The Chinese officially began searching the stars around noon local time on Sunday using the newly completed FAST radio telescope which has surpassed Arecibo in being the world's largest single aperture telescope. Nestled in the natural Dawodang (limestone) depression in the remote and mountainous Pingtang county, Guizhou province, the Five-Hundred-Meter Aperture Spherical Telescope (FAST) will search the heavens to catalog pulsars, investigate dark matter, gravitational waves, and fast radio bursts, and assist in the search for extraterrestrial life and natural hydrogen in distant galaxies.

The $180 million project has been in development for 14 years with construction beginning in 2011. The massive scientific endeavor required the relocation of several villages and 10,000 people living in the vicinity. Further, the remote area required the telescope to be constructed without the use of heavy machinery and the dish had to be constructed manually. FAST is modeled after the Arecibo observatory in Puerto Rico and uses 4,450 triangular reflector panels supported by a steel mesh suspended over the limestone valley using large steel towers anchored to the surrounding hills. FAST deviates from Arecibo when it comes to reflecting and receiving radio signals, however. While Arecibo uses a 900 ton movable receiver with a complex set of mirrors that make up a sub reflector, FAST uses 2,250 actuators (winches) that pull on up to 300m sections of the dish to create a parabola that can move in real time to track signals as the Earth rotates and reflect them back to the receiver which is reportedly much lighter and can contain more instruments than Arecibo.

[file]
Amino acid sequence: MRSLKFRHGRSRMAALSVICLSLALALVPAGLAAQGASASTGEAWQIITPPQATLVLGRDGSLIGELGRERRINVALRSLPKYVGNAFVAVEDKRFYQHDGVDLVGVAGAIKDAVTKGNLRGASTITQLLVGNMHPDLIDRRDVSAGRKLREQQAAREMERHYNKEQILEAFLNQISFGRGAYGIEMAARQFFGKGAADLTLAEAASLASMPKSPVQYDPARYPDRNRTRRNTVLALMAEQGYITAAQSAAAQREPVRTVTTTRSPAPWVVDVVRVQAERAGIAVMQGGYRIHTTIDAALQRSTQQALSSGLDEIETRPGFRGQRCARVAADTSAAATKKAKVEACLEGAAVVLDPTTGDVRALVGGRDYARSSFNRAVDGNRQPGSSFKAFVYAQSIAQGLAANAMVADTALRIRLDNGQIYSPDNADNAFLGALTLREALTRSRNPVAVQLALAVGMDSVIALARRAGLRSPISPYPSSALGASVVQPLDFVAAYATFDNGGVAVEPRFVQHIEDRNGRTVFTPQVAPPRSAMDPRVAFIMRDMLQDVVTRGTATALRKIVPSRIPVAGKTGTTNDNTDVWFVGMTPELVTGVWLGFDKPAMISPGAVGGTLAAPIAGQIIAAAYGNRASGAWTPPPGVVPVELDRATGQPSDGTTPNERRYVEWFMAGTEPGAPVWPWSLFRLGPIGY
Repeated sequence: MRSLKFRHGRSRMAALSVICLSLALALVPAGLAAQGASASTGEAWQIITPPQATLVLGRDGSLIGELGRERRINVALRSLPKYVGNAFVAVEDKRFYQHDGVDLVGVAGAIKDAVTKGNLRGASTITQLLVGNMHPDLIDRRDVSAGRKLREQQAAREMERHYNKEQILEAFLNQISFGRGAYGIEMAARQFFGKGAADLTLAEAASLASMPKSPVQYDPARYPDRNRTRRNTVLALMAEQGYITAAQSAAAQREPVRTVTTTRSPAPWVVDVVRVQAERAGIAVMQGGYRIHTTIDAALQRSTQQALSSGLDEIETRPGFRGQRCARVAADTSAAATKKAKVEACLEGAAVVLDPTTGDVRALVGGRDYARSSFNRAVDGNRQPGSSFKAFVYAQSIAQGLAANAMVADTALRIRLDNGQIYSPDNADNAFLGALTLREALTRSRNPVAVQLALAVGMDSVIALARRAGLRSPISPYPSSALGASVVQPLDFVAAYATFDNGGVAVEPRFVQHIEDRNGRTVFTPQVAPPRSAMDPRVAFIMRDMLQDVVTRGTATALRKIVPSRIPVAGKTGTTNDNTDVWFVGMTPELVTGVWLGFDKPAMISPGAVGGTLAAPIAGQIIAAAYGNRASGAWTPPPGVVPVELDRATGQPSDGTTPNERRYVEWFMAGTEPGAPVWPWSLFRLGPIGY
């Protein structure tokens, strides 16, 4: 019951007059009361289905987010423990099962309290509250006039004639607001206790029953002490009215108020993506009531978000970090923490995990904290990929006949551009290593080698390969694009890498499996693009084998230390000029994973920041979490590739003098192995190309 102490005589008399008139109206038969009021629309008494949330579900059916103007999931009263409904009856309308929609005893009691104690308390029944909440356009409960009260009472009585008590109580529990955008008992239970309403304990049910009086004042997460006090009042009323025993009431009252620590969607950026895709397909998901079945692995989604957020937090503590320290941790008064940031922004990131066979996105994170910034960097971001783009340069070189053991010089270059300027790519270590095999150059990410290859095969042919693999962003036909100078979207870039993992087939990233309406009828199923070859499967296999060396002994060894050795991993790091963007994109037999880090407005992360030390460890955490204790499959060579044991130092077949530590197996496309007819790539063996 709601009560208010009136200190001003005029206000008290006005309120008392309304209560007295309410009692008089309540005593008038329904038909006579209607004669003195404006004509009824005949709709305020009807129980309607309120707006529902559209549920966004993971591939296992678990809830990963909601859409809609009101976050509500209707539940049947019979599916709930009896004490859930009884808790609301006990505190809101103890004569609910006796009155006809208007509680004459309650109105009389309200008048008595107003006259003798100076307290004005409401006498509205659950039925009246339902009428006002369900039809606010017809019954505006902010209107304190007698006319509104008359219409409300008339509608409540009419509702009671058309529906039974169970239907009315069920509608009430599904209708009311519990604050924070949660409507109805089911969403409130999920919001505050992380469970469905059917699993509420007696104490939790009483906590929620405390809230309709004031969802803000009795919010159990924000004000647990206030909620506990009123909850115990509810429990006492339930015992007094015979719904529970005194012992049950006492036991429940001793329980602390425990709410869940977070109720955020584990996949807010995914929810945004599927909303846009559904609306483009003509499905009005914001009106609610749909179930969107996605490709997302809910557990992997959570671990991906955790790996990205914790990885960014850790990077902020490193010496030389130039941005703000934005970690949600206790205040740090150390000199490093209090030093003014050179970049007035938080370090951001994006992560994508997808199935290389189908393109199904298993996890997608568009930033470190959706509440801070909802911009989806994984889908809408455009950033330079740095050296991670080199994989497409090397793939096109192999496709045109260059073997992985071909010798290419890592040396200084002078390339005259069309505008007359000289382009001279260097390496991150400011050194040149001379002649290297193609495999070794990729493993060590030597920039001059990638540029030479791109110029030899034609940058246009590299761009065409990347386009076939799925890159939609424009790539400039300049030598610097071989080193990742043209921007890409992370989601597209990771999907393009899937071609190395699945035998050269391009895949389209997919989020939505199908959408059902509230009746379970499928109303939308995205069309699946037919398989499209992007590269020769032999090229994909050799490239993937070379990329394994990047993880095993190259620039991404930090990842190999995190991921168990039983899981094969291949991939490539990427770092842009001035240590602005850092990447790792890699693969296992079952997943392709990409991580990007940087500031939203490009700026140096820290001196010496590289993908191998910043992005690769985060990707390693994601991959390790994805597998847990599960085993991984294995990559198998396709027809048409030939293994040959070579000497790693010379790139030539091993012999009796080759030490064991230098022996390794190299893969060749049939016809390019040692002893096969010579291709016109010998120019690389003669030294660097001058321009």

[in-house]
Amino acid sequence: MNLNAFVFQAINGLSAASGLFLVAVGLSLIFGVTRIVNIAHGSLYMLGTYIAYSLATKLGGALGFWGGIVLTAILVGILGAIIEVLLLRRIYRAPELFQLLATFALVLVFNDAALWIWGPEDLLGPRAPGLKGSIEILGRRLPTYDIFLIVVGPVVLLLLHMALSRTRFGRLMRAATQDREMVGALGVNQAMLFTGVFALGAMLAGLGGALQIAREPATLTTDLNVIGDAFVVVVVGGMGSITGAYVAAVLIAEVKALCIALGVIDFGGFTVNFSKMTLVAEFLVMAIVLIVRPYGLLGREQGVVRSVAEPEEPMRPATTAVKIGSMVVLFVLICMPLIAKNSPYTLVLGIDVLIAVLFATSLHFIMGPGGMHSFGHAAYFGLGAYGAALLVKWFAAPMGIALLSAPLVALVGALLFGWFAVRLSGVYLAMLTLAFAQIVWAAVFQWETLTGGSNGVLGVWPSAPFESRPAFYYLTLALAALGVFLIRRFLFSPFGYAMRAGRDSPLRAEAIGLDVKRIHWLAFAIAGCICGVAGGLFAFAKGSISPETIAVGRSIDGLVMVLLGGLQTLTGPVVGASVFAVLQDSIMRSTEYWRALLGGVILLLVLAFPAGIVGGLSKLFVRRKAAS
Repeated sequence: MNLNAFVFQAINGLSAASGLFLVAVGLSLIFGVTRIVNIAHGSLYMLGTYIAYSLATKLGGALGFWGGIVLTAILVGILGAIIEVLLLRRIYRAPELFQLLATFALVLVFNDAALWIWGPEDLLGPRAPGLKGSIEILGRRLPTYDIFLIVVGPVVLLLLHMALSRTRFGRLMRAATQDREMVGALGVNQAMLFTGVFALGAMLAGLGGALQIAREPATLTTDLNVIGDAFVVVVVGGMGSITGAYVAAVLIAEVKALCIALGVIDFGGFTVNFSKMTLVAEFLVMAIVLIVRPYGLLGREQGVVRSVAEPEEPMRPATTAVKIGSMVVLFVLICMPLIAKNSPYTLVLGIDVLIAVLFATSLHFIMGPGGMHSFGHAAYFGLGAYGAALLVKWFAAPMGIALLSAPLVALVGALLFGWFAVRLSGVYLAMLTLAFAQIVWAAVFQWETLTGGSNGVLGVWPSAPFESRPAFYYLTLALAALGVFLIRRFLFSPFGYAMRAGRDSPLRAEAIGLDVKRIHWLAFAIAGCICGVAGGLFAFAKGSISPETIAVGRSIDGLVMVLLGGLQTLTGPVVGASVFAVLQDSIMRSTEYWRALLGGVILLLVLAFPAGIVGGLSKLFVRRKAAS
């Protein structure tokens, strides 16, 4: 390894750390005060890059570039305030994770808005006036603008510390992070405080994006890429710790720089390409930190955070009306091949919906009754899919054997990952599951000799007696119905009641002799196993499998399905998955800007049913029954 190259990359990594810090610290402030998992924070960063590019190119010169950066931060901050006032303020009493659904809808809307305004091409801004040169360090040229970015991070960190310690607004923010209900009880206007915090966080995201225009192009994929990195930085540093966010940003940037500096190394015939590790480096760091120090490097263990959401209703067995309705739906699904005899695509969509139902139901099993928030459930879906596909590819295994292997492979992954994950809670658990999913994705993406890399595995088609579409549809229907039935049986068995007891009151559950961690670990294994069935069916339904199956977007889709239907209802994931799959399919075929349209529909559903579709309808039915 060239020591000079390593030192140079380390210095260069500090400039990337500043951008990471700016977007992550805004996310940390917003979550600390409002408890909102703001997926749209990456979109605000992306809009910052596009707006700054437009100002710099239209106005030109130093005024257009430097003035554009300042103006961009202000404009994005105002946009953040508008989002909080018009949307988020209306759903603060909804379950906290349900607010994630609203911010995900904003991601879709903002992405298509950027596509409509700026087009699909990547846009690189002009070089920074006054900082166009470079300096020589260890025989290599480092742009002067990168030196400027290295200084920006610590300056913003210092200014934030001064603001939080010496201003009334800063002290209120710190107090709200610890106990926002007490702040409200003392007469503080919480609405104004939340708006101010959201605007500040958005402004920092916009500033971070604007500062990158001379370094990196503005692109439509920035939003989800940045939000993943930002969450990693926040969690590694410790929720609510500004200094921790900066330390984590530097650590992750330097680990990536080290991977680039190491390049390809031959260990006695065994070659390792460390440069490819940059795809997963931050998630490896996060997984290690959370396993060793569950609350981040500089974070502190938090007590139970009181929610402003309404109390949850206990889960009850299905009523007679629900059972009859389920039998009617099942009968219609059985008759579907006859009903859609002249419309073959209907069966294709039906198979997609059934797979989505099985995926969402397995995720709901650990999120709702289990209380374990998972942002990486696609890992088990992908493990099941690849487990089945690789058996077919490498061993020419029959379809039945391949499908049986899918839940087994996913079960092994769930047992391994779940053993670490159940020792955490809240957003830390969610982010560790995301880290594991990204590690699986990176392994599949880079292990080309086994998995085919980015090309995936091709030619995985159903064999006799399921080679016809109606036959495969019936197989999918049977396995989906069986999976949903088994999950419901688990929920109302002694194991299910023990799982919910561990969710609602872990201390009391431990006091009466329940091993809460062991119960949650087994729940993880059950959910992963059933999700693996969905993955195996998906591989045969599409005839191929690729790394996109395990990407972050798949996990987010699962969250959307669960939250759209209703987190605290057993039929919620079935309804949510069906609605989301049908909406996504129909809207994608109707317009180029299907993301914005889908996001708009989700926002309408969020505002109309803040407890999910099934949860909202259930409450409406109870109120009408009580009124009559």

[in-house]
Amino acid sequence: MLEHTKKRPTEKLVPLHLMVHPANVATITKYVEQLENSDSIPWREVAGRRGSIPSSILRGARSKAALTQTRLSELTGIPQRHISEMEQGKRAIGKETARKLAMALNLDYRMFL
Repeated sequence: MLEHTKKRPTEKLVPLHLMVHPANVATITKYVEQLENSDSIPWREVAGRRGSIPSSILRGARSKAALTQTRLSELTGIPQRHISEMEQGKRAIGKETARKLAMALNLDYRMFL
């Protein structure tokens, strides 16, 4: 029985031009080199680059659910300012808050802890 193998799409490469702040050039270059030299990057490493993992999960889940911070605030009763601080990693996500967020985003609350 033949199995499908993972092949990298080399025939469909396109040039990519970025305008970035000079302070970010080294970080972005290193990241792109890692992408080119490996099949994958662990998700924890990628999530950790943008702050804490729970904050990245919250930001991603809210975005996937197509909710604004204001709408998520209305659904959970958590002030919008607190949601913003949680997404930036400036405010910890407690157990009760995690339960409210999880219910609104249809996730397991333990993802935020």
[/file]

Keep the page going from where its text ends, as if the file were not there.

While Arecibo, with its 305 meter dish, can track signals up to 20° from the zenith, FAST can track signals up to 26° from the zenith at 300 meter parabola sizes and up to 40° with smaller parabola sizes making it rather versatile. The massive dish combines the benefits of a large single fixed dish and a smaller dish (or dishes which could be combined to provide higher resolution using interferometry) that can tilt and rotate.

Specifically, Dennis Normile quoted experts in saying:

Single dishes excel at observing point sources like neutron stars and at scanning a multitude of frequencies in the search for extraterrestrial intelligence, says astronomer Li Di, a FAST project scientist, who previously worked at NASA’s Jet Propulsion Laboratory in Pasadena, California. Another advantage is that, compared with the multiple dishes in an array, single dishes are “relatively cheap and relatively straightforward to upgrade,” says George Hobbs, an astronomer at CSIRO. “You just keep building better receivers.” (Dennis Normile at Science Magazine)

FAST is quite the accomplishment and I am interested to see what the scientists are able to discover using the world's largest radio telescope. Hopefully it will continue to receive adequate funding!

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